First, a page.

24. The medical data network of claim 21, wherein the first preprocessing function is a frequency preprocessing function.
25. The medical data network of claim 24, wherein the frequency preprocessing function characterized by at least one of a RN, RE, and RT preprocessing parameter.
Description
BACKGROUND OF THE INVENTION

This invention relates to picture archiving and communications systems, and more particularly relates to image viewing and manipulation workstations for use in such systems.

Picture archiving and communication systems (PACS) connect to medical diagnostic imaging devices and employ an acquisition gateway (between the acquisition device and the PACS), storage and archiving units, display workstations, databases, and sophisticated data processors. These components are integrated together by a communication network and data management system. A PACS has, in general, the overall goals of streamlining health-care operations, facilitating distributed remote examination and diagnosis, and improving patient care.

PACS have only recently been introduced to the medical community. A reflection of their recent appearance may be seen in limitations inherent with many of the components used to build a PACS. As an example, the acquisition gateway that acquires raw image data from an imaging modality initially modifies the raw image data using preprocessing functions (as one example, FUJI preprocessing functions). The preprocessing functions modify the raw image data for contrast and frequency enhancements, for example, and the acquisition gateway further converts the resultant image data into a PACS compliant format, for example DICOM format. The preprocessing functions initially applied by the acquisition gateway bar the reapplication of the preprocessing functions at the display workstation. Thus, the display workstations coupled to the PACS are unable to perform sophisticated image modifications possible only by applying the preprocessing functions to the raw image data.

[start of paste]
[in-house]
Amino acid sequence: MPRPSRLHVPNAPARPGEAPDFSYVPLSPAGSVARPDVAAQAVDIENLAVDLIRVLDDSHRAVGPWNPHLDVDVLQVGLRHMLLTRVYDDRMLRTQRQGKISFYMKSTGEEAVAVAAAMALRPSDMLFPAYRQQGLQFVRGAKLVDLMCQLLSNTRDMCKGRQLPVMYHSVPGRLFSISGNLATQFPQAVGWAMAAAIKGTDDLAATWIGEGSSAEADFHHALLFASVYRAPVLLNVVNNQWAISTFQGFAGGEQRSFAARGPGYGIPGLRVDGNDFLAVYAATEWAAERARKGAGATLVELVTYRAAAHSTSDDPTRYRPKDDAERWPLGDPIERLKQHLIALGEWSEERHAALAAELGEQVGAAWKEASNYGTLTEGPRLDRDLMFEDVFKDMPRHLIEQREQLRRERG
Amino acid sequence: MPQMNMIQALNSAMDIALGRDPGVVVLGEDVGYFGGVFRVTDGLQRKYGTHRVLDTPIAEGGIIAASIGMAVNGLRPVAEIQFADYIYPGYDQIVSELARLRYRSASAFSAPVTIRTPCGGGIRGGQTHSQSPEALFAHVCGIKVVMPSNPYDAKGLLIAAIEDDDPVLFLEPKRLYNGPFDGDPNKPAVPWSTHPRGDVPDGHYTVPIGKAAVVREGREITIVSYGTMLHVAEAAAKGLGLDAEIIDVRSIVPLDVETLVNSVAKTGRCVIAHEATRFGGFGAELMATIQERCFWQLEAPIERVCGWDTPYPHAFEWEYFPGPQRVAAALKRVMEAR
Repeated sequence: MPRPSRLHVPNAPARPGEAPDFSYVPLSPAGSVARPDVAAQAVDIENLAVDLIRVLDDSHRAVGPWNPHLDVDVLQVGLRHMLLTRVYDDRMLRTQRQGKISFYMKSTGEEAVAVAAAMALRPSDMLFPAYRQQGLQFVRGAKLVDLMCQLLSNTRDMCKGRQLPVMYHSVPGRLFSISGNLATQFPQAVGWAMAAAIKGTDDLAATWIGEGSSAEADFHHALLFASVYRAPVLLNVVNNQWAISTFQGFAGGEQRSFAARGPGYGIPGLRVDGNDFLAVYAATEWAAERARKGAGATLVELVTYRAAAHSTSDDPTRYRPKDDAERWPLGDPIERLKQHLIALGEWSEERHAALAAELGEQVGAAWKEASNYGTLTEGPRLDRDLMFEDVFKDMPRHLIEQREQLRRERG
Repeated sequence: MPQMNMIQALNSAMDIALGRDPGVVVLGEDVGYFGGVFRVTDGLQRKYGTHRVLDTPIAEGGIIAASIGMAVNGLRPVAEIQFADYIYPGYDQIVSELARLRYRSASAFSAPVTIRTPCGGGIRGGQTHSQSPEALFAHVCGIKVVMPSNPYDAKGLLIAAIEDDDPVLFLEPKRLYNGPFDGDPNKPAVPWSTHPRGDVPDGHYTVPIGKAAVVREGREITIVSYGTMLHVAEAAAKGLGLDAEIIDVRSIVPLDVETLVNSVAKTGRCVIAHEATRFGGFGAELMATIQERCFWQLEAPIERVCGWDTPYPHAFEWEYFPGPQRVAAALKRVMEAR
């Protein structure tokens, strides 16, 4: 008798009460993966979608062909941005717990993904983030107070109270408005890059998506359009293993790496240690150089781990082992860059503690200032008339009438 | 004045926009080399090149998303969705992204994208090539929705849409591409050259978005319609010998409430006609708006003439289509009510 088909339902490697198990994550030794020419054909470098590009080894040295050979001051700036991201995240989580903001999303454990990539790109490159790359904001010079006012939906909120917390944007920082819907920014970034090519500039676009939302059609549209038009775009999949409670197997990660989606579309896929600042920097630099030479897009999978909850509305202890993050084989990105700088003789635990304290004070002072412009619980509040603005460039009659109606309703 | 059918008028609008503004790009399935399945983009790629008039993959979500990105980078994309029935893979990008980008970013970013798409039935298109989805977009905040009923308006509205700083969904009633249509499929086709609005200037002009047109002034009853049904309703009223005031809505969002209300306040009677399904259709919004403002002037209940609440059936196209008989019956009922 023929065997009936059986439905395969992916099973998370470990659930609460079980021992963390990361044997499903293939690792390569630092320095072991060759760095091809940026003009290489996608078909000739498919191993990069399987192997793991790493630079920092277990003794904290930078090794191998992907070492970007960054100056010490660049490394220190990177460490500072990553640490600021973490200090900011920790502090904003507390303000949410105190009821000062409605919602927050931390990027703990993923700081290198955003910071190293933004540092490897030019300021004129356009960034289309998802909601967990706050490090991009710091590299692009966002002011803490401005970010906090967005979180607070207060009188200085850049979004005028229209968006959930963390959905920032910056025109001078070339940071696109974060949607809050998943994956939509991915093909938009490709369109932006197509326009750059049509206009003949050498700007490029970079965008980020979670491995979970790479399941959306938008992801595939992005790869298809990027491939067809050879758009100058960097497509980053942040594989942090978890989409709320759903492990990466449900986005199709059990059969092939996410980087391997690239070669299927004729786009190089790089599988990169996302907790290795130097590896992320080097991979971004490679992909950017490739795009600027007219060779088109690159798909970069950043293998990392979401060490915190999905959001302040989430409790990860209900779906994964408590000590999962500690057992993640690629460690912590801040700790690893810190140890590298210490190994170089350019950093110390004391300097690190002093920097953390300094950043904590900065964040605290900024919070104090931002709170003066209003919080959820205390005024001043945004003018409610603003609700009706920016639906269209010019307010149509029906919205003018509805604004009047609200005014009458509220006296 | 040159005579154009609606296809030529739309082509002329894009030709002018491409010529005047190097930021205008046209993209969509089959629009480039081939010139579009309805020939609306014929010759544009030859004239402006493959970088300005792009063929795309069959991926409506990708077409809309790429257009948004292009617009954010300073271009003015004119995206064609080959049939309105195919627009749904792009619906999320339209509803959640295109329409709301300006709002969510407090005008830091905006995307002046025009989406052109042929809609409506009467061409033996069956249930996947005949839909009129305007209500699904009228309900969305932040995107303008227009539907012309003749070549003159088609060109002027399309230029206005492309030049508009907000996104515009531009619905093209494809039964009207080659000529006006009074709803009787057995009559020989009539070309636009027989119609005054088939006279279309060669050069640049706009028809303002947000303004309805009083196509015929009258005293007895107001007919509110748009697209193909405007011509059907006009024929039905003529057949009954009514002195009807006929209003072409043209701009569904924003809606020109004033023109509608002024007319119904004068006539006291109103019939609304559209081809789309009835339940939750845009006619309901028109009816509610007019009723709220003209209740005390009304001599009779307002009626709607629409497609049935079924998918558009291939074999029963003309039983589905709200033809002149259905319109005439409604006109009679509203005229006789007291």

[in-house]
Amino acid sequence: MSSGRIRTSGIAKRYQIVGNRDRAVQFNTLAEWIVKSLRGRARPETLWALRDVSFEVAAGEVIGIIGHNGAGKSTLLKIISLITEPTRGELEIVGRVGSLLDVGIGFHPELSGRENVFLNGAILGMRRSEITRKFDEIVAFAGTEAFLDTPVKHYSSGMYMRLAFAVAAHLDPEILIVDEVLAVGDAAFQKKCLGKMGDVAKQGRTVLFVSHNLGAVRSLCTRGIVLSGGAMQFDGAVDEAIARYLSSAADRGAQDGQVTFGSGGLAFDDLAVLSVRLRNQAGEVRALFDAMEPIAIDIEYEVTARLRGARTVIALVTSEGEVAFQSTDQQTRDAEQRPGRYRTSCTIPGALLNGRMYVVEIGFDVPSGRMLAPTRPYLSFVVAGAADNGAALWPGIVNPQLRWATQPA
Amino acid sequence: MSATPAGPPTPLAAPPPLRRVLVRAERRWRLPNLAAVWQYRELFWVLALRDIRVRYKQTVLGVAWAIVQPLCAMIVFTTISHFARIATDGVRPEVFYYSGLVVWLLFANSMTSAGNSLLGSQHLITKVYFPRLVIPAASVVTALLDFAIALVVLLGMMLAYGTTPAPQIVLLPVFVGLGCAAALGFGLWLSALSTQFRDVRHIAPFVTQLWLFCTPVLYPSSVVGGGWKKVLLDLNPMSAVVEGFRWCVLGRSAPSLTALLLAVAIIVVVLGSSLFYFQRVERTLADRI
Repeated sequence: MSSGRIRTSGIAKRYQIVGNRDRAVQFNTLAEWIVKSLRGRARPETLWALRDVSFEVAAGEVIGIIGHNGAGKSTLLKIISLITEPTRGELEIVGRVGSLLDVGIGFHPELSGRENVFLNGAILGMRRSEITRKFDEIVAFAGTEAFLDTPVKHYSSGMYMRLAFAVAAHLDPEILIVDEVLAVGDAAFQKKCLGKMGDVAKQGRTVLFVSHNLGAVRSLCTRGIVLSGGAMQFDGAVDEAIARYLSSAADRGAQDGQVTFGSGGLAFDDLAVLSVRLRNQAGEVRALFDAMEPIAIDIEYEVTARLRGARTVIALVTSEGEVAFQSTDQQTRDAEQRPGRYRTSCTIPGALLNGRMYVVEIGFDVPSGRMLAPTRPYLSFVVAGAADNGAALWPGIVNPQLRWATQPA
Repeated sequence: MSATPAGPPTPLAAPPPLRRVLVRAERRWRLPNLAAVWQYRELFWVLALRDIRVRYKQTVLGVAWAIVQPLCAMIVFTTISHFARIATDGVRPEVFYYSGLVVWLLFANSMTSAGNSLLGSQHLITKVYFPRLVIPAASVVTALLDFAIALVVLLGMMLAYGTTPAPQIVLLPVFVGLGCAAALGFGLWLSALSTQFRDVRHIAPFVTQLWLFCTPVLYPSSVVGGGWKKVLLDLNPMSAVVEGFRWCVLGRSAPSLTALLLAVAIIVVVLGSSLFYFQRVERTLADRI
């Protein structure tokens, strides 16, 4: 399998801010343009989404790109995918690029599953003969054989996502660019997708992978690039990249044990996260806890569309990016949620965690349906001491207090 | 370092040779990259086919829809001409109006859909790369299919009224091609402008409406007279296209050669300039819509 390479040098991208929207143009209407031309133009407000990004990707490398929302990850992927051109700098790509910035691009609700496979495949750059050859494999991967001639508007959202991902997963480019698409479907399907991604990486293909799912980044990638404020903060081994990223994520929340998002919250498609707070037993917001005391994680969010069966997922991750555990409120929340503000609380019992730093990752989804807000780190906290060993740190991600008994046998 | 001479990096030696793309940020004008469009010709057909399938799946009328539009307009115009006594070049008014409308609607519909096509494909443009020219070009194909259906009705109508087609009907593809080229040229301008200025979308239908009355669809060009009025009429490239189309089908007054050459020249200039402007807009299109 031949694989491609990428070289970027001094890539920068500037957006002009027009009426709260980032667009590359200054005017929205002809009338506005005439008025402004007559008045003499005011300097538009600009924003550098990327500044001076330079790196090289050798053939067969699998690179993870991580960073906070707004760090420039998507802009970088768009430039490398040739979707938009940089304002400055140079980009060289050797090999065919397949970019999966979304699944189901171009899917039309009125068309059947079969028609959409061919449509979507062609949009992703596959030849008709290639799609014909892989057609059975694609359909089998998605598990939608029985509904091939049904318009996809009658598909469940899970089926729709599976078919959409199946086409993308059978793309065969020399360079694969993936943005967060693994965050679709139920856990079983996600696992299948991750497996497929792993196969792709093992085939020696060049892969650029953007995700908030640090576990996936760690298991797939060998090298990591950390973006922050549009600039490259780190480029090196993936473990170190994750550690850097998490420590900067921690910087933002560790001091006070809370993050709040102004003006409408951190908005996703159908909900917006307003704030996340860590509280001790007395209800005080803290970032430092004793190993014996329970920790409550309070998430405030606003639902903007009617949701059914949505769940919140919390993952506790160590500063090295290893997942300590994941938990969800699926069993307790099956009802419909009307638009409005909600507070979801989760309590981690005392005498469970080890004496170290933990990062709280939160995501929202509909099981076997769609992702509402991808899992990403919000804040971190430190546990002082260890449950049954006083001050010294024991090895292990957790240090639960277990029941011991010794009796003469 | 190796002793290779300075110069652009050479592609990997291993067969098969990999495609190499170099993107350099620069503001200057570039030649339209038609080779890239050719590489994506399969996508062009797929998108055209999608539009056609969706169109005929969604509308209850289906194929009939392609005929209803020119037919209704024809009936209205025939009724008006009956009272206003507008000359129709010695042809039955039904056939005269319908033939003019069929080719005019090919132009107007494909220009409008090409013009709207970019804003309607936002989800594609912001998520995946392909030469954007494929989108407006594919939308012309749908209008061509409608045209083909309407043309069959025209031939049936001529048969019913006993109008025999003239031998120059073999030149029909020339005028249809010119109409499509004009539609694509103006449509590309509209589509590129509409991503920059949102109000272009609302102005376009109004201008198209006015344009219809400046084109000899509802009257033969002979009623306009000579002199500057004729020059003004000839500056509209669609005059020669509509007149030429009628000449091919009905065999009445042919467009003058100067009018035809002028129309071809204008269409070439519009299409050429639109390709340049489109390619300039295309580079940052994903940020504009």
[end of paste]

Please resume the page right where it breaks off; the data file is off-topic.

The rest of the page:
In other words, the display workstations used in PACS are adapted only for viewing fully preprocessed image data and performing limited image modification (e.g., contrast enhancement, edge detection, and cropping only on the image data in PACS compliant format). An initial image preprocessing decision is thereby imposed upon all subsequent viewers of the image, including, for example, doctors who will use the image to diagnose a patient. While a preprocessed image may, in fact, be adequate for a particular examination, such preprocessing eliminates the possibility for custom manipulation of the raw image data as an additional aid in diagnosis.

This invention addresses this problem and provides a solution.

BRIEF SUMMARY OF THE INVENTION

A preferred embodiment of the present invention includes a method, in a picture archiving and communication system (PACS), for processing raw image data at a PACS display workstation. The method includes the step of retrieving from a PACS database, using a PACS workstation, raw image data delivered from an imaging modality. The method also includes selecting from a PACS database, using the PACS workstation, a first preprocessing function for the raw image data delivered from the imaging modality. The preprocessing function is characterized in that [ ]. The method then processes the raw image data at the PACS display workstation by applying the first preprocessing function to the raw image data to create resultant image data, which may then be stored in the PACS database for future retrieval.

A preferred embodiment of the present invention also includes, in a picture archiving and communication system (PACS), a PACS display workstation. The workstation includes a processing circuit, a PACS network interface coupled to the processing circuit, and a software memory coupled to the processing circuit. The software memory stores instructions for execution by the processing circuit for retrieving from a PACS database raw image data delivered from an imaging modality, selecting from a PACS database a first preprocessing function for the raw image data delivered from the imaging modality, and processing said raw image data at the PACS display workstation by applying the first preprocessing function to the raw image data.

BRIEF DESCRIPTION OF THE DRAWINGS

FIG. 1 presents a high level block diagram of a PACS system.

FIG. 2 illustrates a PACS display workstation for processing raw image data.

FIG. 3 illustrates a flow diagram of a method for processing raw image data delivered from an imaging modality.